I know as life marches on and new struggles arise, I will probably look back on this very moment and wish I could be back here. When my little kids are teenagers and are scaring the crap out of me. When the kids face adversity at school. When there are challenges in the career I am trying to pursue. When we eventually meet with true tragedy - and that is something that will happen sooner or later.

Perhaps even next month when I inevitably will have to start burning the candle at both ends to get my nursing school stuff done, I bet I will look back fondly on this moment. Ahh, I remember the days when I could make pancakes in the morning to the adoring ooohs and aaahs of my kid fans and then stay in my pajamas until 11 am blogging about it while the kids destroyed the house all around me. Those were the days. It was so much better then.

I guess you might want that pancake recipe now.

Oat Bran Pancakes (loosely adapted over the years from a recipe in Simply in Season)

1/2 cup oat bran
3/4 cup whole wheat flour
1 tbsp. baking powder
1/4 tsp. salt
1/4 tsp. cinnamon
1 cup milk
1 egg
1 tbsp. oil
1 tbsp. honey or sugar
mix-ins, if desired: chocolate chips, sliced banana, blueberries, etc.

Mix all ingredients in one bowl. That's my lazy method. Really, you should mix the dry ingredients in one bowl and the wet in another, then combine. But they're just pancakes so I throw it all in one bowl and mix it up. Fry in a greased pan over medium heat. Flip when bubbles begin to appear. I froze 18 of these, and they turn out pretty well straight from the freezer to the toaster. Kind of like toaster waffles.

I hope these pancakes don't make you cry, too.

Monday, July 22, 2013

10 Things That Make Me Feel Like a Grown-Up

This morning I did something that I don't normally do. Before leaving the house to run some errands with the kids, I washed the breakfast dishes. Then I noticed that the living room area rug was sort of covered with crumbs, so I vacuumed it. Then, just so the hardwood wouldn't start to get jealous, I swept it. I did chores. In the morning. Before leaving the house. I was kind of feeling like a real, live grown-up. I tried to think of some other things that make me feel this way, and it was hard, I tell you!

It was much easier to think of things that make me feel not like a grown-up, because that includes nearly everything.

However, I dug deep in order to bring you this list: 10 things that make me feel like a grown-up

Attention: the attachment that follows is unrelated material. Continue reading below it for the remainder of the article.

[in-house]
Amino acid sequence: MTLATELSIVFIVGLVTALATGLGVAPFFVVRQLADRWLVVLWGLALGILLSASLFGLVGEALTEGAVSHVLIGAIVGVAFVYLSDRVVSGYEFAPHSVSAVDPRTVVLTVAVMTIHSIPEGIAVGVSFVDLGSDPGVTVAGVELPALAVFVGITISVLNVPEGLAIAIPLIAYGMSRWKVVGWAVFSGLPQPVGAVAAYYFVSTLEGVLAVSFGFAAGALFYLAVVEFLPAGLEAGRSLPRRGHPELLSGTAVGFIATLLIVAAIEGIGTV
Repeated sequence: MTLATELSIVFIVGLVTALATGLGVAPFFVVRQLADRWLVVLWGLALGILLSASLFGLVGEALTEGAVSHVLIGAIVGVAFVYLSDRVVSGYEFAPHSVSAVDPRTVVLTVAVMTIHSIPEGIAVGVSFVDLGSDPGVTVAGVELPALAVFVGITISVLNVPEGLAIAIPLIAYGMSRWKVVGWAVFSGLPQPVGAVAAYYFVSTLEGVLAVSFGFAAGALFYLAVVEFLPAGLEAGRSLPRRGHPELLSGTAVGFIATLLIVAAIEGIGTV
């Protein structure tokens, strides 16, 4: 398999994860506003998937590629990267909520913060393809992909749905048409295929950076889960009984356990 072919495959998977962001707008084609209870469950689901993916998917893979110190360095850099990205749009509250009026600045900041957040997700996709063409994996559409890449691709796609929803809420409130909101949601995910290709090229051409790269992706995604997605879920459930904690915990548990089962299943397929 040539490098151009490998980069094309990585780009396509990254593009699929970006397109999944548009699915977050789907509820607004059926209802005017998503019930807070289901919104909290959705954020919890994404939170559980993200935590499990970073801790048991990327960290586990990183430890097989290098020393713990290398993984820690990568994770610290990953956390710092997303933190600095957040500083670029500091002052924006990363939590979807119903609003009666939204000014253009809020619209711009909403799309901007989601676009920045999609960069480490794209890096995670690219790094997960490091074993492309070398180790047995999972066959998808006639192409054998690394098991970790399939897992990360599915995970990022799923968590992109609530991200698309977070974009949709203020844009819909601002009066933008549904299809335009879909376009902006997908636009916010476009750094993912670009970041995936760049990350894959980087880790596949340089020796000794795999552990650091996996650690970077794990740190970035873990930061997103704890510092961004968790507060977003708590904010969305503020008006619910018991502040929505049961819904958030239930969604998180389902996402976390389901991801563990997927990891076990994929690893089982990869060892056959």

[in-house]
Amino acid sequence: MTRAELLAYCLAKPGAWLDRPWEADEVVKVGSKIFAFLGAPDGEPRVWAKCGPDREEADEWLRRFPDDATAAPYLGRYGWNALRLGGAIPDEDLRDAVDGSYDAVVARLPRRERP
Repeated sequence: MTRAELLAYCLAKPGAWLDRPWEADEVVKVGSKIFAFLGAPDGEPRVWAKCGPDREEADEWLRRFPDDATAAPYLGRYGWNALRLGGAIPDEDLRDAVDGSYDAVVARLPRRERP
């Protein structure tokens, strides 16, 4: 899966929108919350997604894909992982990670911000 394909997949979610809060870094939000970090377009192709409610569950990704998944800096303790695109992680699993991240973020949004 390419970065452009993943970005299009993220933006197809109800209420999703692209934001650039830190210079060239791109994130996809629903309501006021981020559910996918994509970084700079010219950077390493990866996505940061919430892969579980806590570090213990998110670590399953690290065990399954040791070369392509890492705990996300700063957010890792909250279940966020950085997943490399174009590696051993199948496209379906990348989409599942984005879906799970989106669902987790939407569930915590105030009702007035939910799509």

1. Cleaning up after myself. See above.
2. Listening to NPR. The median age of NPR listeners is 55. 
3. Roasting a chicken. I lose some grown-up points when I insist that my husband carve it (I don't like all that juice squirting out. Or the bones.).
4. Going to a restaurant with my kids. I thought that maybe having kids would make me feel more like a grown-up, but it doesn't. Taking them out in public, though, that'll do it. There will usually be some people in their early twenties, and they will think I am a grown-up because I have an entourage of three people who depend upon me for survival. This fits into the "fake it 'til you make it" category of things that make me fee like a grown-up.
5. Asking for recommendations for chiropractors (by the way... know anyone good?).
6. Waking up at 5:15 to go running.
7. Waking up at 5:15 to do anything else.
8. Drinking a glass of wine with dinner. No, not because drinking wine with dinner is in and of itself a grown-up thing to do. Drinking a glass of wine with dinner will invariably make me wake up no less than four times throughout the night to pee. Even just noticing this makes me feel like a grown-up.
9. Wearing Danish clogs. Wearing a scarf. Wearing earrings. Wearing all three together is like the grown-up triumvirate.
10. Blogging about freezing stuff. Okay, this one's a stretch, but I needed a way to tell you that I posted a new recipe: No-Bake Granola Bites

What makes you feel like a grown-up?

No-Bake Granola Bites

Here's another snack for when I am so hungry. Or when my kids are so hungry. Or when my husband is so hungry. They are kind of like no-bake cookies but with lots of healthy stuff. I'm pretty sure that flax seeds and chocolate chips cancel each other out in a cookie equation, so it looks like we're good here.

I think I will continue to experiment with this recipe to try out different combinations while at the same time creating a stockpile for the freezer.


No-Bake Granola Bites

1 cup rolled oats
1/2 cup peanut butter 
2/3 cup sweetened coconut flakes
1/2 cup ground flax seed
1/2 cup chocolate chips
1/3 cup dried cranberries
2 Tbsp. chia seeds
1 tsp. vanilla extract
1/4 tsp. cinnamon
2 Tbsp. honey

Combine all of the ingredients in a large bowl. Shape into 1 inch balls and place on a cookie sheet (this might require lots of squishing. I think if you use more honey they might stick together better, but I was trying to make them a little less sweet). Freeze on the cookie sheet for about 1 hour, then place in a freezer bag. Let's face it, I will probably eat these directly from the freezer. If you are the more patient type, you could place them on the counter for about 45 minutes, or pack them in your lunch.